Oklahoma earthquakes prompt changes in well operations
Oklahoma City — Oklahoma oil-and-gas regulators on Tuesday issued their most far-reaching directive yet in response to a surge in earthquakes by asking the operators of nearly 250 injection wells to reduce the amount of wastewater they inject underground by 40 percent.
The Oklahoma Corporation Commission wants operators to reduce injections by more than 500,000 barrels of wastewater daily in an area that covers more than 5,200 square miles of northwest Oklahoma.
A 5.1-magnitude quake hit the area Saturday: it was the third-strongest in state history. People reported feeling Saturday’s quake in as many as 13 other states, including in Georgia, 900 miles away.
As the Corporation Commission was preparing to announce its move, the Sierra Club filed a lawsuit asking that three major Oklahoma energy producers reduce wastewater volume.
The number of earthquakes with a magnitude 3.0 or greater has skyrocketed in Oklahoma, from a few dozen in 2012 to more than 900 last year. Recent peer-reviewed studies suggest injecting high volumes of wastewater could aggravate natural faults. In Oklahoma’s six most earthquake-prone counties, the volume of wastewater disposal increased more than threefold from 2012 to 2014.
Most operators comply with commission directives, though one — SandRidge Energy Inc. — initially refused to comply before reaching an agreement with the agency last month. Oklahoma House Speaker Jeff Hickman, whose home is 20 miles from the epicenter of Saturday’s quake, is pushing a bill to make clear the Corporation Commission has the power to order wells to shut down or reduce volume.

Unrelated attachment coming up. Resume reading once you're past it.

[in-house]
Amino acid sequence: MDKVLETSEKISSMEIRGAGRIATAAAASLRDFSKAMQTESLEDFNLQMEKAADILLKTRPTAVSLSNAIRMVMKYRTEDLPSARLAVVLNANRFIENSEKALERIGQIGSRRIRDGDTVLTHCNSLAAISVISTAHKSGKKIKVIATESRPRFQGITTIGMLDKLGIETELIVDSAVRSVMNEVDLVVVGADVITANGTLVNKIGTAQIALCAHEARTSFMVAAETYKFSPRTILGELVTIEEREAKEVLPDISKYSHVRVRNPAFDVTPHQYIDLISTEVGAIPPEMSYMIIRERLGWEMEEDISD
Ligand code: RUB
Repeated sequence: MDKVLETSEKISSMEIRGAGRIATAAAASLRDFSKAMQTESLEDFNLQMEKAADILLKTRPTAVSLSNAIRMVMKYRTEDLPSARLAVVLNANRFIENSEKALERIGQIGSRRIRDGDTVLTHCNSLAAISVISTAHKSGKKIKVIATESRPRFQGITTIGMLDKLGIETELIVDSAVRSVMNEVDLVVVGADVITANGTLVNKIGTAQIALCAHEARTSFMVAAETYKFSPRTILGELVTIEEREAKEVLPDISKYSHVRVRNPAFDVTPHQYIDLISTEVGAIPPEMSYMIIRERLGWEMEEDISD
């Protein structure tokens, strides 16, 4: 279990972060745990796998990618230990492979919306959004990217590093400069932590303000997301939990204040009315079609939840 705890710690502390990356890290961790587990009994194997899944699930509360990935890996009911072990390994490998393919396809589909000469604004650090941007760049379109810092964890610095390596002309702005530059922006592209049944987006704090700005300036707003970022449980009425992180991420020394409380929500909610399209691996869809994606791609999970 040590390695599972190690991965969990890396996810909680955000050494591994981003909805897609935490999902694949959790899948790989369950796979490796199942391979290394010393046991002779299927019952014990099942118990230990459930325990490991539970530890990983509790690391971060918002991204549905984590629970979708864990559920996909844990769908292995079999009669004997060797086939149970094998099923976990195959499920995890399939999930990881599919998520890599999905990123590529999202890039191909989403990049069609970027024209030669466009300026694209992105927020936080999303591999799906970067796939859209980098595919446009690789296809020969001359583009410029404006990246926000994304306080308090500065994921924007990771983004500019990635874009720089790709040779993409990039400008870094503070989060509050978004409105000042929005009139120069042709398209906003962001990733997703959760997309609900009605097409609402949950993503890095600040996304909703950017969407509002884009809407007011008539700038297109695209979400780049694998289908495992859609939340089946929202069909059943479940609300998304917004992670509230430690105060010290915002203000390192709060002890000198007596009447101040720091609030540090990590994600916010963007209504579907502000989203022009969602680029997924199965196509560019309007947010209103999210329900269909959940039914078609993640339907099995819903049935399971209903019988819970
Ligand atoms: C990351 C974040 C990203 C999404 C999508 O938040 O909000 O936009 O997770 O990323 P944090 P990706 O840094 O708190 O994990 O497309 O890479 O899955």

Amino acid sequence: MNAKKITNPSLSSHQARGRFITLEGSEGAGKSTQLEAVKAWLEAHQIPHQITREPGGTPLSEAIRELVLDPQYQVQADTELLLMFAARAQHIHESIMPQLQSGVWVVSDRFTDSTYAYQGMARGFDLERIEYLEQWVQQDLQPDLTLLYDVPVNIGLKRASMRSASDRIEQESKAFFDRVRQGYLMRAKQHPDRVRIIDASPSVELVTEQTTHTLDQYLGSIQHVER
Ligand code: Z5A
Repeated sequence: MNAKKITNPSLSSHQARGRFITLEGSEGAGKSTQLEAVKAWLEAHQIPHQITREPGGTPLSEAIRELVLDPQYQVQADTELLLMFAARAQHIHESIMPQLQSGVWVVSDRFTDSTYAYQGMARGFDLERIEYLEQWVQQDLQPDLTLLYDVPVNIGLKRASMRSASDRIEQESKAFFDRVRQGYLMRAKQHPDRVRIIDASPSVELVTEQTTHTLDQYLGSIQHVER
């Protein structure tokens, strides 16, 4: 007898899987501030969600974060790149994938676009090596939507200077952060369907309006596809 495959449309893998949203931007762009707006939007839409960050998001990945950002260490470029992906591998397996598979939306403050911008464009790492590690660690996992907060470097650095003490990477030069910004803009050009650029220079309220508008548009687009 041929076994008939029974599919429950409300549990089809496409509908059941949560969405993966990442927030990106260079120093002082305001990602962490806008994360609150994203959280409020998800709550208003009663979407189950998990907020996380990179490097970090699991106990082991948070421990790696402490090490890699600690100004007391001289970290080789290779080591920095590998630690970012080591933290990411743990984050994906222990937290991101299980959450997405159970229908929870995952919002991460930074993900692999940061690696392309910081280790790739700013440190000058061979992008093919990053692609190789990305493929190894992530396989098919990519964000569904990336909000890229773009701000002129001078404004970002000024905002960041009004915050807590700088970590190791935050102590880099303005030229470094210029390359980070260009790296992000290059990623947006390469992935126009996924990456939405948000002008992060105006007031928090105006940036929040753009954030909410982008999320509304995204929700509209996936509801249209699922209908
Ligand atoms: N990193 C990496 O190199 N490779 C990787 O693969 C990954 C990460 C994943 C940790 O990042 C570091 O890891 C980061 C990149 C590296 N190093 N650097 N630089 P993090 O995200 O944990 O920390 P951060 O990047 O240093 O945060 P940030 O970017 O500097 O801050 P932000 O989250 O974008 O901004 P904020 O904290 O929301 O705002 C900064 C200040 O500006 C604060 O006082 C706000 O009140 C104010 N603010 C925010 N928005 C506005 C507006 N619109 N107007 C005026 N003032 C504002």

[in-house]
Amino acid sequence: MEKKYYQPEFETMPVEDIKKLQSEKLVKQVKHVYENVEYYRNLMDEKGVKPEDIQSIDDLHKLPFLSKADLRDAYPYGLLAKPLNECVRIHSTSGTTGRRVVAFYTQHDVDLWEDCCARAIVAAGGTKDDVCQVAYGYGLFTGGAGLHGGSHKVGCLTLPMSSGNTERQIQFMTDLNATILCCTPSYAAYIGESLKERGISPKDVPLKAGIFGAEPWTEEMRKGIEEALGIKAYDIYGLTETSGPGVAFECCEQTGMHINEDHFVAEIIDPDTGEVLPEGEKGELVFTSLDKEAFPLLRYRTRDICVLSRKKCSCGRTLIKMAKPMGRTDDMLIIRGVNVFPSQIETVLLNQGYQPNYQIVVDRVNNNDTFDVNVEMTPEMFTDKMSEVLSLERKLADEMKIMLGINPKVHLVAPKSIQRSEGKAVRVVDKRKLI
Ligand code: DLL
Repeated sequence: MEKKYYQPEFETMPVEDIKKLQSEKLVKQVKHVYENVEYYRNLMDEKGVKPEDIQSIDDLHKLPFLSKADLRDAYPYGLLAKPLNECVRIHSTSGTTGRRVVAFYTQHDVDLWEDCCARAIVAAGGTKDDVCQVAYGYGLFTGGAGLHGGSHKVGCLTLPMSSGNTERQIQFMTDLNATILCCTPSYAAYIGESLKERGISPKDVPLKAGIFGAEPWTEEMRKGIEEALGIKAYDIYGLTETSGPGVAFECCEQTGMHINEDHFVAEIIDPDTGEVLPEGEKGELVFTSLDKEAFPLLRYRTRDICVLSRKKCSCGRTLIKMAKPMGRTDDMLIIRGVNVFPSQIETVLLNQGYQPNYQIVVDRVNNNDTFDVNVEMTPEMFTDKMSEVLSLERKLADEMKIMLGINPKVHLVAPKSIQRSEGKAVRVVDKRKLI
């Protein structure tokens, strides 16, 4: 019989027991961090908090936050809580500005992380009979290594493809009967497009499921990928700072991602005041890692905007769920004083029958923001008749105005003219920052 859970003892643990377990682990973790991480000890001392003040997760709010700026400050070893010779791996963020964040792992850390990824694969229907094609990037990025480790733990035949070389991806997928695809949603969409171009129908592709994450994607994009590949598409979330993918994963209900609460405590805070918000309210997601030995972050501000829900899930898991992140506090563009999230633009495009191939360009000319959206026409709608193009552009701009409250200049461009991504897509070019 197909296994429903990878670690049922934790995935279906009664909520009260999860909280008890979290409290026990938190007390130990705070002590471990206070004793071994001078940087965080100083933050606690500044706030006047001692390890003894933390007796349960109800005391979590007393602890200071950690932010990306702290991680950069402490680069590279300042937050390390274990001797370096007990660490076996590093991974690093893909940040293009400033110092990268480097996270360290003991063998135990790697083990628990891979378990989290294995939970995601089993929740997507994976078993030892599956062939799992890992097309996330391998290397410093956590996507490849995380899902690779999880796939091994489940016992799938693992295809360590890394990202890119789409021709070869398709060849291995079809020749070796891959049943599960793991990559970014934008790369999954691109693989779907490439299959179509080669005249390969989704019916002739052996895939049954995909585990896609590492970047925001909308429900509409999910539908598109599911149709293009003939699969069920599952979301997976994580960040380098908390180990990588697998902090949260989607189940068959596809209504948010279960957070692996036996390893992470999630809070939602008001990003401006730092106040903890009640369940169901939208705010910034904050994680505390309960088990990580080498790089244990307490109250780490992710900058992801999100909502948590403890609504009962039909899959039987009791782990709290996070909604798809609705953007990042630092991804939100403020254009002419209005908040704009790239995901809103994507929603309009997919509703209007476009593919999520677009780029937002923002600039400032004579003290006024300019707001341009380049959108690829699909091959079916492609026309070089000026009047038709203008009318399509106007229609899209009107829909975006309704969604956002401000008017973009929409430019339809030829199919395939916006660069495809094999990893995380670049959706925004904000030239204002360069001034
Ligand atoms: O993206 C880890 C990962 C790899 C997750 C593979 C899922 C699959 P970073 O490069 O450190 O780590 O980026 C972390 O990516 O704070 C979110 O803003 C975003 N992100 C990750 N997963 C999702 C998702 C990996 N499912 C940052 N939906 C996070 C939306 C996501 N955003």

“We will remove any doubt at all that the commission has complete authority in these emergency situations, without so much as a notice or hearing, to take whatever action they believe is necessary in these emergency situations,” said Hickman, a Fairview Republican whose bill is set for review in a House committee Wednesday.
In its lawsuit, the Sierra Club wants to see immediate, substantial reductions to their wastewater-injection levels. The lawsuit claims wastewater disposal from hydraulic fracturing operations at Chesapeake Operating, Devon Energy Production Co. and New Dominion is contributing to the increased number of earthquakes.
Devon spokesman John Porretto said it would be inappropriate to discuss the litigation. The other companies didn’t immediately reply Tuesday to requests for comment.